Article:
Solve for n on Annuity - (FV) Calculator (Click Here or Scroll Down)
The formula for solving for number of periods (n) on an annuity shown above is used to calculate the number of periods based on the future value, rate, and periodic cash flows.
The formula at the top of the page, solving for n, generally approaches the question "How long will it take to save $x amount dollars by saving $y per month at a rate of z%".
Suppose that an individual receives an additional $1000 pay or bonus semiannually. Suppose this individual would like to find out how long until they save $19600 by saving $1,000 every half year at an effective rate of 5% every half year. **It is important to remember that the rate should match the frequency of the cash flows/payments. For example, if cash flows are semi-annual, then the effective semi-annual rate is used. The term effective implies that compounding is already adjusted for that period (see effective rate).
Using the formula at the top of the page to solve for the number of periods, n, for this example would show the equation
The above equation can be reduced to
which results in 14 semi-annual periods.
*Note that this is for academic reasons only. Actual results may vary due to fees, exact cash flow dates, et cetera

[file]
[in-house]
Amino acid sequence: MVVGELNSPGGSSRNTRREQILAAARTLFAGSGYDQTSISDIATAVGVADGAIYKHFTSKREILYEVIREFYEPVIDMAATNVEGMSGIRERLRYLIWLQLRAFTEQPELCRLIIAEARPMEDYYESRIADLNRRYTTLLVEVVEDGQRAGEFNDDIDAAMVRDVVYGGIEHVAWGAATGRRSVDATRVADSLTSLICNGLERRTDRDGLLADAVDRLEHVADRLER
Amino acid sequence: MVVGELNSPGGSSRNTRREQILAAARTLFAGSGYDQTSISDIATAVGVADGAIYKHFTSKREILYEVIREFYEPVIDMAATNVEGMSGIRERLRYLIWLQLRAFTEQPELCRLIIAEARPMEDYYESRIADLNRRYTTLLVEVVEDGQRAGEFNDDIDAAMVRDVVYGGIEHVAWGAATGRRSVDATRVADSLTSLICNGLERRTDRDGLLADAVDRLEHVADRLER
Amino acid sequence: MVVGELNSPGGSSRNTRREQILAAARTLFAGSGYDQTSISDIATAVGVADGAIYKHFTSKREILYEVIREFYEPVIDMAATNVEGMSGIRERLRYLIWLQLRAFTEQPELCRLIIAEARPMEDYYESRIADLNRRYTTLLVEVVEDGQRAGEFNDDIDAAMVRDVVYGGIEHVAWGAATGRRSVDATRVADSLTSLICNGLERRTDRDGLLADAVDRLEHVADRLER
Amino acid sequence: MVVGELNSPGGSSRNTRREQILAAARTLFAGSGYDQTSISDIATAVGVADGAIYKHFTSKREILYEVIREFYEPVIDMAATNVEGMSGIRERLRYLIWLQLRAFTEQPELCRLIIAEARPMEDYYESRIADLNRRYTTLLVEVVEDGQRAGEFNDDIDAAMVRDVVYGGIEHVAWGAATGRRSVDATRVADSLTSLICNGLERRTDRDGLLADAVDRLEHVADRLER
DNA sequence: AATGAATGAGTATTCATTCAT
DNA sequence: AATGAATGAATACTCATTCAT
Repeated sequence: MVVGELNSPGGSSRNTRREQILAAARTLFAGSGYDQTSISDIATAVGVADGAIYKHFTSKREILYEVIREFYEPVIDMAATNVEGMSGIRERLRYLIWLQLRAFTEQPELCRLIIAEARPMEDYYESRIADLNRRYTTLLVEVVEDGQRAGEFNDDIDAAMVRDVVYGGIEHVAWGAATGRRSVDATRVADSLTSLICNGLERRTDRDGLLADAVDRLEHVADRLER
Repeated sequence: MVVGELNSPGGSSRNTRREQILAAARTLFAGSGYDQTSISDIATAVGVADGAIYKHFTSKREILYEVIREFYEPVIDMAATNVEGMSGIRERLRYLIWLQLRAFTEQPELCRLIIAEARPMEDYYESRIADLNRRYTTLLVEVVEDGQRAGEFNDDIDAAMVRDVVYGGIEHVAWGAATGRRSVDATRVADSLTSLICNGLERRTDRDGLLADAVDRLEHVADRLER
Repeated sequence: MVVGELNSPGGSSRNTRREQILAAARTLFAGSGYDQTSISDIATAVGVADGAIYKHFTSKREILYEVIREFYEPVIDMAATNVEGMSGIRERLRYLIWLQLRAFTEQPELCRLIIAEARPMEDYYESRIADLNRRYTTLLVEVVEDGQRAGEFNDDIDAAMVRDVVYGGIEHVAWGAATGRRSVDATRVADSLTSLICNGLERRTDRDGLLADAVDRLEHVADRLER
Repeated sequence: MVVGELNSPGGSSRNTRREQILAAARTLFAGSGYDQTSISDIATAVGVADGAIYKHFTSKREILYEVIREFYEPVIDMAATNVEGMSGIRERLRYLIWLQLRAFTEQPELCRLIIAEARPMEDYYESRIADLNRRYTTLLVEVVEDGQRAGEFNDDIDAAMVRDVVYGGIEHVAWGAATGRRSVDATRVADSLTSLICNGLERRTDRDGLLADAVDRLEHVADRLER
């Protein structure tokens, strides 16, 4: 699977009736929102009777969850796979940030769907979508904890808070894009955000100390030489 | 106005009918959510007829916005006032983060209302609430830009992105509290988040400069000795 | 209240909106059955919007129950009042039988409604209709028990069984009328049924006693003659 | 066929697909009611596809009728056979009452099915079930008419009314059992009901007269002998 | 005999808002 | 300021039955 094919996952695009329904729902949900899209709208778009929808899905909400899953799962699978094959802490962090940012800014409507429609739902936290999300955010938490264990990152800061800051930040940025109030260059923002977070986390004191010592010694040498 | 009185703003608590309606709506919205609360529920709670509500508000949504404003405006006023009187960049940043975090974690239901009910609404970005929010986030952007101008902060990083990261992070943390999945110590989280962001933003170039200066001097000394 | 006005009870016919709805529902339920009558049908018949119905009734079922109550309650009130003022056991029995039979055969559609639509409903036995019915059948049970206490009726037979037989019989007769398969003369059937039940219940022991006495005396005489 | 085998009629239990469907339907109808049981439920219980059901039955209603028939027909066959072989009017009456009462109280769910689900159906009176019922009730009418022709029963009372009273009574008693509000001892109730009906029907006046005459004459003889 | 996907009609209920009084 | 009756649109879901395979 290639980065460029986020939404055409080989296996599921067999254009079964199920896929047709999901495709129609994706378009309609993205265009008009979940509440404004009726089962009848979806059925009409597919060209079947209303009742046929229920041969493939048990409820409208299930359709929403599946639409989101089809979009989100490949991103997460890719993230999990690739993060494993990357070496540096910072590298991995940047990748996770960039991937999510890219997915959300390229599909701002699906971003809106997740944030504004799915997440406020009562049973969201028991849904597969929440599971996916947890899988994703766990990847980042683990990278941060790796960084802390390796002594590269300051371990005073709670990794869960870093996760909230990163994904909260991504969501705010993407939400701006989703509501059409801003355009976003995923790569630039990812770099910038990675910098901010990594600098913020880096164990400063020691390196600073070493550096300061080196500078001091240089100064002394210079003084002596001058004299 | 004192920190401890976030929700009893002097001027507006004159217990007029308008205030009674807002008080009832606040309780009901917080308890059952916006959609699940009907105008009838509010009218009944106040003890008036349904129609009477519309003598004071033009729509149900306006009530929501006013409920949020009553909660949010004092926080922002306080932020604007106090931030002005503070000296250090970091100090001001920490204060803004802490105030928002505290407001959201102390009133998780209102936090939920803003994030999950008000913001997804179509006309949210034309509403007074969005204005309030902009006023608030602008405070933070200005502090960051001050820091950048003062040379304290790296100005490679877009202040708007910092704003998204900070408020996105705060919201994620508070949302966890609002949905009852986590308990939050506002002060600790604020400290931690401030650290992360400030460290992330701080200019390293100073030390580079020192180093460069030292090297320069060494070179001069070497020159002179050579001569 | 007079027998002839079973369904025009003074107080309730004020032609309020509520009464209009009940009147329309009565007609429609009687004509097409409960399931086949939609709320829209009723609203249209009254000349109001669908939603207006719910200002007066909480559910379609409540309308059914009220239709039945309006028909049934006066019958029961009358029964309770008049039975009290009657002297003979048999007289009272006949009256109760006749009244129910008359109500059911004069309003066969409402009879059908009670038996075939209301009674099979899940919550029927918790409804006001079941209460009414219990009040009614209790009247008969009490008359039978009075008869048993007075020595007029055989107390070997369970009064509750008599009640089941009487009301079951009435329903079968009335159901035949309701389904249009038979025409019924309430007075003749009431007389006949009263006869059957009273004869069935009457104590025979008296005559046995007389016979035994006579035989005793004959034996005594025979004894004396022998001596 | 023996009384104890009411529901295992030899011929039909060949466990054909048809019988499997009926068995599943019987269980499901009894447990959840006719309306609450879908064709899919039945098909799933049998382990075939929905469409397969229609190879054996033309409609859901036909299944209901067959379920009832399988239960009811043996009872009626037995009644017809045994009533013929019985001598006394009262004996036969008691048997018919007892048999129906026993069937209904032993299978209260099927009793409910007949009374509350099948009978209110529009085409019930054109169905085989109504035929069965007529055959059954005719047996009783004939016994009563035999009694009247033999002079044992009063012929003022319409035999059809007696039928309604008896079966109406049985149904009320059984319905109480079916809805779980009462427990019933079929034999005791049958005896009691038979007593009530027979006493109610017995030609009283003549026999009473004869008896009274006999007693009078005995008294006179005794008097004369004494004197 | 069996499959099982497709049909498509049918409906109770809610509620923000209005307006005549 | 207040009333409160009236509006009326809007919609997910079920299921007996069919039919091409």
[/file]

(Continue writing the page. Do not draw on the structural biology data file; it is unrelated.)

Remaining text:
**See section labeled Alternative Method for an additional way of solving this example.
Solving for the number of periods on an annuity requires first looking the future value of annuity formula.
The number of periods can be found by rearranging the above formula to solve for n. The first step would be to multiply both sides by r/P. Then we can add 1 to each side which all results in the following formula
From here it is seen that (1+r)n is isolated on the right side of the equation. To solve for the exponent n requires taking the ln of both sides of the equation.The equation directly above can be reduced to
Both sides of the equation above can be divided by ln(1+r) which would result in the formula at the top of the page, solving for n.
Another method of solving for the number of periods (n) on an annuity based on future value is to use a future value of annuity (or increasing annuity) table. Solving for the number of periods can be achieved by dividing FV/P, the future value divided by the payment. This result can be found in the "middle section" of the table matched with the rate to find the number of periods, n.
For example, using the example provided in the preceding section, the future value of $19600 can be divided by semi-annual cash flows of $1,000 which results in 19.6. Using the future value of annuity table, one can see that at an effective rate of 5%, 19.6 in the table matches up to 14 (semi-annual) periods.